President Obama’s decision to nominate federal appeals court Judge Sonia Sotomayor to the Supreme Court may help him delay a thornier challenge: what to do with millions of illegal immigrants living in the United States.

The nomination of the first Hispanic justice drew praise Tuesday from the Latino community at a time when many are growing anxious over inaction on broad legislation that would put illegal immigrants — most from neighboring Mexico — on a path to citizenship. Hispanic lawmakers have been pressing Obama to deliver for a key demographic that helped put him in office, with immigration reform the top priority.

The White House has yet to commit fully to taking up broad immigration policy changes this year, with Obama instead pushing forward in tough fights over healthcare, climate change and closing the military prison at Guantánamo Bay, Cuba. Former President George W. Bush twice failed to enact “comprehensive immigration reform” and Obama has kept a relatively low profile on the topic. While many advocates say the two are not directly related, some admit Obama has bought himself a little time with the nomination.

“The Latino community — and not just Latinos, but anyone who’s had a set of life experiences like Sotomayor — will always remember Barack Obama for this,” said Rep. Xavier Becerra (D-Calif.), vice chairman of the Democratic Caucus and the only Hispanic in House leadership. “This will inspire people who were hungry to see a reform of our broken immigration system to stand behind the president on this issue and behind the decisions he makes.”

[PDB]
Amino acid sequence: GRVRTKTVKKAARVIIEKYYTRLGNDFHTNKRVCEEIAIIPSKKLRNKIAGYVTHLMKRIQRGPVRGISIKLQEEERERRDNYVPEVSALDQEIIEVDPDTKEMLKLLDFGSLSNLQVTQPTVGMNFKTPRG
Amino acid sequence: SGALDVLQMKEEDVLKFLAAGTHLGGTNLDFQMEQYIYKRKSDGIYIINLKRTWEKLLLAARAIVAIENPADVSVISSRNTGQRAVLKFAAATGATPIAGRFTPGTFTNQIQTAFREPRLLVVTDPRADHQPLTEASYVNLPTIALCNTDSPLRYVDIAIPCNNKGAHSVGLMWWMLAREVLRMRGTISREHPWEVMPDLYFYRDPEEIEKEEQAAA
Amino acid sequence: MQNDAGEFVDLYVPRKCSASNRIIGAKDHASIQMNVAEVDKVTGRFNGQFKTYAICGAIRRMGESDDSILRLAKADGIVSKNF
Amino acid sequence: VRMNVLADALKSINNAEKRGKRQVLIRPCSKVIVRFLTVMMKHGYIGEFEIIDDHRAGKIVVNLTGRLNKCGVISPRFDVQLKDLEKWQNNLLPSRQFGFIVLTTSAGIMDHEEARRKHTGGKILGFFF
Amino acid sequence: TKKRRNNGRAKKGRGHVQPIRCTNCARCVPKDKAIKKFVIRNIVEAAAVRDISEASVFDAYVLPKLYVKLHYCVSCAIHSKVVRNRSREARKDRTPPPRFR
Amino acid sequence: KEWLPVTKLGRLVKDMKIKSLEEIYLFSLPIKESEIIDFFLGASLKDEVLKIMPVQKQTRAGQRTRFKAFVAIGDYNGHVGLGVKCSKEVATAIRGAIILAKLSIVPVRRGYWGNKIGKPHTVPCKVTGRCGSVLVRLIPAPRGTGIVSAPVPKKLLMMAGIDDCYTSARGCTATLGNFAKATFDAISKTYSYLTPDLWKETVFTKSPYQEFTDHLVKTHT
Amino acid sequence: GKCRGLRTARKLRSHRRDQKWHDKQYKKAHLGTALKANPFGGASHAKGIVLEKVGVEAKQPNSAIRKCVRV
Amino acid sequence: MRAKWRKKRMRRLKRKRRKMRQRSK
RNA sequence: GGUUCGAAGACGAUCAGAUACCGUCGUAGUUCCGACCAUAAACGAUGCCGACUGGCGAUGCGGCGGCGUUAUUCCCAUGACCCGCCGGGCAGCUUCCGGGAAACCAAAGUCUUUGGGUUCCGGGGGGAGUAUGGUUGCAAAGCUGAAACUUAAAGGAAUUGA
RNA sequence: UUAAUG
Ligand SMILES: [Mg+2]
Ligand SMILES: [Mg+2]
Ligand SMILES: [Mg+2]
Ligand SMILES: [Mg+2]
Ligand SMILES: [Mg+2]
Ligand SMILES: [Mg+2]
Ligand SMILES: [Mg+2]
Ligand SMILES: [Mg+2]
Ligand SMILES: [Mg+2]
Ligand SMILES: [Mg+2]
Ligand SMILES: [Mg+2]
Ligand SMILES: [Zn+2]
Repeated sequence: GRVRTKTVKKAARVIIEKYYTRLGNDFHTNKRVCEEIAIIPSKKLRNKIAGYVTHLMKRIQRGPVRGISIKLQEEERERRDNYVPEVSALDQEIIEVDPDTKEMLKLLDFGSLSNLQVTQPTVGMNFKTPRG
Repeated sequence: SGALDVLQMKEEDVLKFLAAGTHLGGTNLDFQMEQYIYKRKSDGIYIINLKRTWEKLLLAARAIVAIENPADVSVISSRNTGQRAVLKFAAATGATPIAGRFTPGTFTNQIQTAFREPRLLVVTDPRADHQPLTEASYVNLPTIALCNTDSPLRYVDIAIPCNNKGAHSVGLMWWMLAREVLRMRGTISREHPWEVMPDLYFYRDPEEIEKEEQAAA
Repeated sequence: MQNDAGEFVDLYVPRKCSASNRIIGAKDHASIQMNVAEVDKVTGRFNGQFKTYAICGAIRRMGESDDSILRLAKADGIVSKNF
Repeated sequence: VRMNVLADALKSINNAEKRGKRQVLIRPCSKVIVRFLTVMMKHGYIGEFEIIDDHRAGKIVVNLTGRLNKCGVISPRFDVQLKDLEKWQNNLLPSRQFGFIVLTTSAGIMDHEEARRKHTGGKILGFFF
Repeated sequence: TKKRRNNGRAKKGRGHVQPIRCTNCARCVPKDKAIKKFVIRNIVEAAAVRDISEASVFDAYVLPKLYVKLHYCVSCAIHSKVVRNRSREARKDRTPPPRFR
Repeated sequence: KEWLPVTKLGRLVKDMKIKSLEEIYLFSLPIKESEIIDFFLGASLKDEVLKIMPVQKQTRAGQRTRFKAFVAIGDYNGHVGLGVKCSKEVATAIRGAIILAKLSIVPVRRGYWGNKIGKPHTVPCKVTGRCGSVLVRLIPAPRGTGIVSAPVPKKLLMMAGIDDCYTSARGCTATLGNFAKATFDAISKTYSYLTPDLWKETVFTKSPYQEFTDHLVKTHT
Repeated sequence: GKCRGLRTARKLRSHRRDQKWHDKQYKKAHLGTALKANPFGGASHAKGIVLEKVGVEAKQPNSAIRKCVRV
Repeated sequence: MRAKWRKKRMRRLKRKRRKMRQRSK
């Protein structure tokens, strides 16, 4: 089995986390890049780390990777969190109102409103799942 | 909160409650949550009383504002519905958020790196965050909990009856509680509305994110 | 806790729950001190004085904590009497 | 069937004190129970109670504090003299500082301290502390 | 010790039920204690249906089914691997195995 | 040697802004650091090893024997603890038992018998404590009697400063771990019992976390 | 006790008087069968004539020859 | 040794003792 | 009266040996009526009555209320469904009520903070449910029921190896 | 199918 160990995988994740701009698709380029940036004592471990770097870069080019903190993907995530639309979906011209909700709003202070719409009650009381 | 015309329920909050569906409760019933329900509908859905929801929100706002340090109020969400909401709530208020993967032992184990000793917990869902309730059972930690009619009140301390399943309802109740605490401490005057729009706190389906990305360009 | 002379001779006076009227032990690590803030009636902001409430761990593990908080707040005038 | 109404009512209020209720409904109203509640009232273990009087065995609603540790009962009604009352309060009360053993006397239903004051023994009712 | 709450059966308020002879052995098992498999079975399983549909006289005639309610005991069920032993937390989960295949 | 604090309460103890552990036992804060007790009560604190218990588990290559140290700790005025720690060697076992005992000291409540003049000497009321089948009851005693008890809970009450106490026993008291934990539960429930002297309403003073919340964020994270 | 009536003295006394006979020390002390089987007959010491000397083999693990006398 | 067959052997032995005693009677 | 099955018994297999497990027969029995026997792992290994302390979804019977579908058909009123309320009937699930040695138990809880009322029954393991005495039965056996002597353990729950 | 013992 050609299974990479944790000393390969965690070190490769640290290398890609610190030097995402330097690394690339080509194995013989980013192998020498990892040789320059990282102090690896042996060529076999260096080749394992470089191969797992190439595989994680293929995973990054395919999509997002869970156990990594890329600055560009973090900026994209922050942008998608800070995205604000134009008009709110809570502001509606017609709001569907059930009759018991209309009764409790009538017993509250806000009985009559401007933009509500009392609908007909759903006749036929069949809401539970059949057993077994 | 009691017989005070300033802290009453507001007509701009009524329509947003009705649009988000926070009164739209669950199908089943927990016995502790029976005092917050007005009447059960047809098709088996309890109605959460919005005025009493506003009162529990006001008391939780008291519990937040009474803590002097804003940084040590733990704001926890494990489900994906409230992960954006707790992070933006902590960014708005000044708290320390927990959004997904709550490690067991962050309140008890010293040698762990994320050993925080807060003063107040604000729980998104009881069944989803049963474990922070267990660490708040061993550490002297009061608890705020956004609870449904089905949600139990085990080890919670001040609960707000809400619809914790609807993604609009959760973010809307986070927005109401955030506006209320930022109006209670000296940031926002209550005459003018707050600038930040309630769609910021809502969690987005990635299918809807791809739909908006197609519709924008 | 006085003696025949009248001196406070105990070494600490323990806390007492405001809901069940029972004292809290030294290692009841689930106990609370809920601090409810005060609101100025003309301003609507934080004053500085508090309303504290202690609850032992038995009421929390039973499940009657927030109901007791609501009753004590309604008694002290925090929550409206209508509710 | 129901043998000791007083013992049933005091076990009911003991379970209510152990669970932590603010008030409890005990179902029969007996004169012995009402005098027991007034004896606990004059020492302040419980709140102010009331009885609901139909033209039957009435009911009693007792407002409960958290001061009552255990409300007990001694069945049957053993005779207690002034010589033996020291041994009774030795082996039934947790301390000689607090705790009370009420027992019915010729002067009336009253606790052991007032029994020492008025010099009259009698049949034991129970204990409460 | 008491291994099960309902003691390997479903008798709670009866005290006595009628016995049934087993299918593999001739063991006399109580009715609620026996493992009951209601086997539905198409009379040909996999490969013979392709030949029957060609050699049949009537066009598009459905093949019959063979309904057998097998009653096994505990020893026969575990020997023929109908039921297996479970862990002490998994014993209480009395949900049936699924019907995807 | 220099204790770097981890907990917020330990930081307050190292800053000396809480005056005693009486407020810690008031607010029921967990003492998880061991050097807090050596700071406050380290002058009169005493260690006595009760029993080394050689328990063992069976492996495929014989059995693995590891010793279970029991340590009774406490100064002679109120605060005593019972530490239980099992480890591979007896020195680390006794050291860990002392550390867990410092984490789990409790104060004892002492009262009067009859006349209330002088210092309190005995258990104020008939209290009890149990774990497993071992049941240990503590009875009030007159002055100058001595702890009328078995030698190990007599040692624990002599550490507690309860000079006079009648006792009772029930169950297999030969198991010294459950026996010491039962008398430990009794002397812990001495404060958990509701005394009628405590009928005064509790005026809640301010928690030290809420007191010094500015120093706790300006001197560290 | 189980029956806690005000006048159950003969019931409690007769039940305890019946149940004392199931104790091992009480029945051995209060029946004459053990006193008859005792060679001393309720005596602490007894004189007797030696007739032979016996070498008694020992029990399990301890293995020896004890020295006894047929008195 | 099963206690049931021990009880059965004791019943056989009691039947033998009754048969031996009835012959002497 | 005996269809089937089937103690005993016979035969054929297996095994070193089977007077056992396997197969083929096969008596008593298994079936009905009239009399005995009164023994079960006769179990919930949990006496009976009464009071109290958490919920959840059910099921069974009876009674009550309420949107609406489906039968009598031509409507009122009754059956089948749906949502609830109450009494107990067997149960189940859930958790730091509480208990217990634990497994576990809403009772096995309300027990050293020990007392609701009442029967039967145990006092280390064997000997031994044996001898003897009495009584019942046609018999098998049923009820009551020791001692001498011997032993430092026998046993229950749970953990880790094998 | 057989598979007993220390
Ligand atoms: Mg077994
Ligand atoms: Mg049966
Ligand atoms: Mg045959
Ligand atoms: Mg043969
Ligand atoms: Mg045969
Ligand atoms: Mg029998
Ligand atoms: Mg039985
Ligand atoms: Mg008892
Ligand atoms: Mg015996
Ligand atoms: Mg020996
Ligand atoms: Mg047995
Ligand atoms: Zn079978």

Senate Democrats and allied interest groups say they’re committed to legislation by the end of Obama’s first year in office. But the stark realities of the calendar, the harsh politics of the issue and unemployment figures nearing double digits are fully within view. Even some of the movement’s biggest advocates are lowering expectations, saying much depends on Obama’s desire to enact sweeping healthcare changes and the president’s own popularity in the months ahead.

Obama is set to hold a high-profile meeting on immigration with key lawmakers June 8, but the congressional calendar is already bogged down with complicated legislation. Any effort on immigration must overcome the politics that shreds party unity on the issue and the grassroots opposition from talk radio and cable television that helped kill Bush’s attempts.

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